Pick 3.03 -New York Giants


Joshua Ezeudu, G North Carolina Tarheels

Analysis: The New York Giants continued to bulk up their offensive line with the addition of Joshua Ezeudu. He has the ability to play tackle even though he's listed as a guard, lending some much-needed versatility to the Giants' front. Ezeudu has size and decent speed, but there are technical aspects of his game that need to be worked out before he becomes a bona fide starter.

Pick 3.04 -Cleveland Browns


Martin Emerson, CB Mississippi State Bulldogs

Analysis: Martin Emerson excels in press/man coverage, and that is exactly the type of player the Cleveland Browns needed to complement Denzel Ward. He did extremely well at Maryland staving off defenders with his aggressive tackling style, accumulating 67 in 2021, and he has the capability to match up with tight ends as well as wide receivers. In this year's stacked AFC North, the Browns took a player who could make an impact for many years to come.

Pick 3.05 -Tennessee Titans


Nicholas Petit-Frere, OL Ohio State Buckeyes

Analysis: Nicholas Petit-Frere is a versatile tackle who can easily move between the right and left sides, but he's been prone to inconsistent play at times. While he didn't allow a pressure in five of his 12 starts in 2021, he allowed 19 in another three games. He has the talent to be a big-time playmaker, but he's going to have to work on exhibiting that talent consistently. This is the perfect kind of player for the Tennessee Titans to bring in - he'll be in competition with 2021 first-round pick Dillon Radunz with the loser of that competition likely moving down to guard. Which is a win for their offensive line.

Pick 3.06 -Jacksonville Jaguars


Chad Muma, LB Wyoming Cowboys

Analysis: The Jaguars have gone all in on their defense this draft and continued to do so with their third round pick, Chad Muma. While Muma didn't face any Power Five competition in his senior season at Wyoming, there is no denying his dominant performance. In 2021, he had 115 tackles and was 2nd in the country in run stops. He needs to learn how to capitalize on his weight to maximize his power, but he has all the traits to be a successful linebacker in the NFL.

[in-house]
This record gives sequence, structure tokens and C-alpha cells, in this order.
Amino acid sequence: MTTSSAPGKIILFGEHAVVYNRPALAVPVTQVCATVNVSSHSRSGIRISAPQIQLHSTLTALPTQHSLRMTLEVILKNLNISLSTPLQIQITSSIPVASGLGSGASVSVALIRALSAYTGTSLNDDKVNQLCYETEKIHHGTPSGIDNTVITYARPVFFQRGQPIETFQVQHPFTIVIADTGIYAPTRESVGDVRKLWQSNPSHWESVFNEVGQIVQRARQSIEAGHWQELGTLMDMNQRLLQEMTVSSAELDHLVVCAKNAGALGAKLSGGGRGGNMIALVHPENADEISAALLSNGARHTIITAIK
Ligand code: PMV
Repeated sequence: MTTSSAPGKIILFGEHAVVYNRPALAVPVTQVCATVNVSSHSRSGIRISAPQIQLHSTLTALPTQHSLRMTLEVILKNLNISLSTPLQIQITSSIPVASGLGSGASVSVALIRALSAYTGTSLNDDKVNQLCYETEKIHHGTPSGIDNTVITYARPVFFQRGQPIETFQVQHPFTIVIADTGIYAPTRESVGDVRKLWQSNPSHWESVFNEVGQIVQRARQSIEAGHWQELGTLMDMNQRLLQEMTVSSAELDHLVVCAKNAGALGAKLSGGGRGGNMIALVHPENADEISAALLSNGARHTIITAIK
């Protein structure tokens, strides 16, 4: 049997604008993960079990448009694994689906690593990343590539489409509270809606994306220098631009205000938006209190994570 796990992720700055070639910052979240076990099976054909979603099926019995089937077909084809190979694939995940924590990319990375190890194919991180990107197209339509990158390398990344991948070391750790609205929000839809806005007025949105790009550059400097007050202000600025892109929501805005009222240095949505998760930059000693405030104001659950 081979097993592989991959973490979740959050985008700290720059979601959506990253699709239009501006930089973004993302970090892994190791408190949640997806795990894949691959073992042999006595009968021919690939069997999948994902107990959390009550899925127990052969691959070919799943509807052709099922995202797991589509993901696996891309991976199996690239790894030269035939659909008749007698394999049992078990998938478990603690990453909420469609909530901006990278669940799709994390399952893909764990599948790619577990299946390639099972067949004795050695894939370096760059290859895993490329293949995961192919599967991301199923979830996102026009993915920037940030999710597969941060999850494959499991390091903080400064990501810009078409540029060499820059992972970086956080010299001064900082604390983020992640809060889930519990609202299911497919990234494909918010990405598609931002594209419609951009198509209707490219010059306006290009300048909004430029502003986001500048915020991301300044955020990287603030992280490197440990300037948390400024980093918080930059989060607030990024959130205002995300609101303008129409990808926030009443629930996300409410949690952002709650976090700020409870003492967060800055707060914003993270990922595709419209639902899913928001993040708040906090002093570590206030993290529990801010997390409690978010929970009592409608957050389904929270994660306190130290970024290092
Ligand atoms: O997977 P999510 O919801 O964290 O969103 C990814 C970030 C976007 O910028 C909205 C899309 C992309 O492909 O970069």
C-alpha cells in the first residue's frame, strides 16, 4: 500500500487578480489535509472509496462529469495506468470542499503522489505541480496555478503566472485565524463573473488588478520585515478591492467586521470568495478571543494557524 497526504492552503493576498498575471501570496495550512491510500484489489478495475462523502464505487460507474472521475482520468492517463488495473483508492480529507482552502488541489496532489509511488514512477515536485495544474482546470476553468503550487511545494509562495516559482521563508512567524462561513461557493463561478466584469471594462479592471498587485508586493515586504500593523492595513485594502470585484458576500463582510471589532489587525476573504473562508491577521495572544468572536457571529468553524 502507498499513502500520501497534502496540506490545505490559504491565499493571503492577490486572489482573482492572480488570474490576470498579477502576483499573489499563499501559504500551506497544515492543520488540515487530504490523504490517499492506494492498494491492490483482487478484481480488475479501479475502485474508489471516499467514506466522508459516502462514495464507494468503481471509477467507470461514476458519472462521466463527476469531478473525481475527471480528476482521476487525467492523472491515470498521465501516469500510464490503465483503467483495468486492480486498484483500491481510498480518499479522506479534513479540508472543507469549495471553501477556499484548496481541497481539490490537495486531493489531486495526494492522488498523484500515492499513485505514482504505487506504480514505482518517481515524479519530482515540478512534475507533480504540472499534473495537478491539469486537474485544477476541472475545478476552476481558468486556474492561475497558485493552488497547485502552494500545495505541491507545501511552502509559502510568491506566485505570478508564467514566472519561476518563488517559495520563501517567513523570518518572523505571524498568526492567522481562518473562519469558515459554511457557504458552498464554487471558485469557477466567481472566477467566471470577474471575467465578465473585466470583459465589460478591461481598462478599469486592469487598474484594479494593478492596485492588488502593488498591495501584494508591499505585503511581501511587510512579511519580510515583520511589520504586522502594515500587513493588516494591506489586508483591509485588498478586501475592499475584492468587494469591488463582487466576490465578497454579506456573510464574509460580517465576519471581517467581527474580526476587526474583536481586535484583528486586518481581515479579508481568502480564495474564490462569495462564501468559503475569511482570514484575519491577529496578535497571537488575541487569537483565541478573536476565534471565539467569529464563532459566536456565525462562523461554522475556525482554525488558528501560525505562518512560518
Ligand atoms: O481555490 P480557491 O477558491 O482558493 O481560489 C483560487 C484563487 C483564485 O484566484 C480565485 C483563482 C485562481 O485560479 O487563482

Pick 3.07 -Chicago Bears


Velus Jones, WR Tennessee Mountaineers

Analysis: There's no denying that Velus Jones Jr has elite speed, posting a combine speed of 4.31, but there are question marks regarding his ability to be an actual NFL wide receiver. His production never materialized, despite spending six seasons between USC and Tennessee. He seems better suited as a special teams player, so it's puzzling since you consider the Chicago Bears' needs at wide receiver.

Pick 3.08 -Seattle Seahawks


Abraham Lucas, OL Washington State Cougars

Analysis: Abraham Lucas was a four-year starter at Washington State, and while he leaves something to be desired in the run-blocking department, he's an efficient pass-blocker. In 2021, he only allowed one hit and eight hurries on 477 pass-blocking snaps. He also played at right tackle, making him one of the few higher-end tackles in this draft to man the right side of the line. The Seahawks pass up on quarterback once again to build their team from the inside out - they must either like Drew Lock/Geno Smith or they really don't like this quarterback class.

Pick 3.09 -Indianapolis Colts


Jelani Woods, TE Virginia Cavaliers

Analysis: Jelani Woods has an interesting story. At Oklahoma State, they didn't utilize the tight end position in the passing game so he languished there for three years. After transferring to Virginia as a senior, he broke out with almost 600 yards and 8 touchdowns. He has prototypical size and, with that narrative, we can forgive his late breakout age to a certain degree. Indianapolis added a stud in the third round with all the traits of a successful TE.

Pick 3.10 -Atlanta Falcons


Desmond Ridder, QB Cincinnati Bearcats

Analysis: Cincinnati has been on the rise over the past five seasons, and much of that success can be credited to Desmond Ridder. He started the last four years, and he made massive improvements from season-to-season, making him the most NFL-ready quarterback in this class. He has excellent vision downfield as well as the ability to make plays on the ground when he gets into open space.

Pick 3.11 -Houston Texans


Christian Harris, LB Alabama Crimson Tide

Analysis: Christian Harris is a versatile linebacker who played four years in a pro-style offense at Alabama, but he never really emerged as a great player. He was consistent in all aspects of his game, but he never developed his defense in coverage. Obviously, playing in a pro-style offense helps his draft stock, but he will have to improve all aspects of his game to be a starter. He'll get his start with the Houston Texans who run a 4-3 which should allow him to contribute as a pure run-stuffer right away and hopefully develop the kind of skills he needs in coverage to be an every-down player.

Pick 3.12 -Baltimore Ravens


Travis Jones, DT Connecticut Huskies